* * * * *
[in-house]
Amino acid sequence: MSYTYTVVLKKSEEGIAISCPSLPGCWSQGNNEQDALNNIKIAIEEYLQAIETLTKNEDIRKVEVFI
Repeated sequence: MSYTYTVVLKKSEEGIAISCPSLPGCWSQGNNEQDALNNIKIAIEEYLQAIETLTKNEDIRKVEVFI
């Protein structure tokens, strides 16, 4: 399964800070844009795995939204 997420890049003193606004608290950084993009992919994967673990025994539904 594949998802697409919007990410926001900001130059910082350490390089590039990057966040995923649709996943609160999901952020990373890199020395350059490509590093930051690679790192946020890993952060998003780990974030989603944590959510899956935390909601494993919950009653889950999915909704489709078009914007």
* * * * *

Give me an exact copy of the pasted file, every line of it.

[in-house]
Amino acid sequence: MSYTYTVVLKKSEEGIAISCPSLPGCWSQGNNEQDALNNIKIAIEEYLQAIETLTKNEDIRKVEVFI
Repeated sequence: MSYTYTVVLKKSEEGIAISCPSLPGCWSQGNNEQDALNNIKIAIEEYLQAIETLTKNEDIRKVEVFI
């Protein structure tokens, strides 16, 4: 399964800070844009795995939204 997420890049003193606004608290950084993009992919994967673990025994539904 594949998802697409919007990410926001900001130059910082350490390089590039990057966040995923649709996943609160999901952020990373890199020395350059490509590093930051690679790192946020890993952060998003780990974030989603944590959510899956935390909601494993919950009653889950999915909704489709078009914007």